Currently, Kubernetes is the most popular container orchestration platform that provides platform-level elastic scaling and fault self-recovery. Kubernetes clusters are based on the C/S architecture, and the cluster resources and load balancing are controlled and managed by Master node in a unified way. Pod is the smallest unit for Kubernetes resource scheduling. Therefore, Pod scheduling and management is the first step to manage and schedule cluster resources.

Health Check

To support platform-level elastic scaling and fault self-recovery, Kubernetes needs to understand the running status of the application services. The simplest way is to check whether the container is running. If the container running fails, Kubernetes will automatically keep trying to restart the process. In many cases, restarting can fix the problems. Therefore, such health checks are simple but still effective and necessary.

However, if exceptions like Out of Memory (OOM) and deadlock occur when a java application is running, the JVM process is still running. At this time, the Pod is still running, but the application process cannot provide services anymore. In this case, the health check mentioned above doesn't work.

However, with LivenessProbe provided by Kubernetes, the service-level exceptions of applications can be checked to see whether an application service is running properly in an all-round way.

Similar to process health check, LivenessProbe also performs the health check to container processes. When a failed process is detected, LivenessProbe restarts the process to fix the failure automatically.

The difference is that, LivenessProbe connects the exposed IP address and Port of the Pod by calling the HTTP GET API defined by the application service. It also determines the running status of the container process by identifying whether the returned code of request is between 200 and 399.

In addition to calling HTTP GET API, the running status can also be determined based on determining whether the TCP Socket is successfully connected.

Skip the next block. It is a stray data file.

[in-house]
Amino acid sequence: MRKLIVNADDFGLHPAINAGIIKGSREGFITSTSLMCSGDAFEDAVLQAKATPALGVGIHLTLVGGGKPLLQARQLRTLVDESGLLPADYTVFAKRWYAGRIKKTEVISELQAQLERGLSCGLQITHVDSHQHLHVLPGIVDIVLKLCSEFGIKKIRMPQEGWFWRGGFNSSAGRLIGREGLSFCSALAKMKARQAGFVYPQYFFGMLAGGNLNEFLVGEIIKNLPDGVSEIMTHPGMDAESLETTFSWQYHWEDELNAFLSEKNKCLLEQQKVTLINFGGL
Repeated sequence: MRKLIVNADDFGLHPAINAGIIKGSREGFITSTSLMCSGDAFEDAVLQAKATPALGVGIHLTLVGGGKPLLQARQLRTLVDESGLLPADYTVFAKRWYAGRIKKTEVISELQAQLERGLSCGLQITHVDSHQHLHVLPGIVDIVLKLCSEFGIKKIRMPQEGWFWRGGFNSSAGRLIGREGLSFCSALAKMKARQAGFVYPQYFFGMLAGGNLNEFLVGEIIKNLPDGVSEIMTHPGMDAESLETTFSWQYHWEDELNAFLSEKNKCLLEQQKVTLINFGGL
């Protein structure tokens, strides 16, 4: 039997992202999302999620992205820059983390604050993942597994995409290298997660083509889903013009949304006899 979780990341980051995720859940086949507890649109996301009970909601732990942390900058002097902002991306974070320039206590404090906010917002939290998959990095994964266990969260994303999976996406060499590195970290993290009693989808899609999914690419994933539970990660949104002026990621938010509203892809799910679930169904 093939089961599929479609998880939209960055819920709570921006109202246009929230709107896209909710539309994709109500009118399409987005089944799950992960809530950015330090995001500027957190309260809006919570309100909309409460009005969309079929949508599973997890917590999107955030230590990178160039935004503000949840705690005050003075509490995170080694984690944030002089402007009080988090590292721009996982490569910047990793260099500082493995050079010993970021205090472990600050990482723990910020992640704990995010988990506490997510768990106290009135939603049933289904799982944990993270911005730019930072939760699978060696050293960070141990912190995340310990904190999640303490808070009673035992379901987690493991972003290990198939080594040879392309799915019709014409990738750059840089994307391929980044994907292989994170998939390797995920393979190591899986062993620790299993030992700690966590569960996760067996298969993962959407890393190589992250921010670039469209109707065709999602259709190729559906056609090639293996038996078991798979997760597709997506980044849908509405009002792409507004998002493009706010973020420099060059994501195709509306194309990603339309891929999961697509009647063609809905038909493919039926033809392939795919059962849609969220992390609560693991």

Such logic for determining the running status is from Kubernetes rather than internal application services. It enables Kubernetes to master the service-level health status of applications.

When overload occurs, even if the container process is still healthy, this application may still fail to provide services normally. Kubernetes detects such problems through ReadinessProbe.

ReadinessProbe works in the same way as LivenessProbe does. The Pod workload can be reported to the Kubernetes management node through HTTP GET API or TCP Socket Connection.

If ReadinessProbe fails and the application process cannot process requests normally, the Pod is not restarted. Instead, it is removed from the Service endpoint and no longer receives the request load from the Service. This is similar to traffic degradation to ensure that the Pod can properly handle the received request load.

Automatic Scheduling Policy

Since Google made Kubernetes open-source in 2015, it has proposed the initial definition of Cloud Native, namely, application containerization, microservices-oriented architecture, and container orchestration and scheduling supported by applications. Container orchestration and scheduling is the core technology of Kubernetes. When facing clusters with hundreds of thousands of microservices containers, it becomes a complex task for the Pod scheduling and resource management. A group of containers in a Pod are correlated at runtime. They run on the same node and share node resources. When application load changes, the node resources consumption changes accordingly. What's more, the capacity and availability of node resources also affect the performance and stability of application services.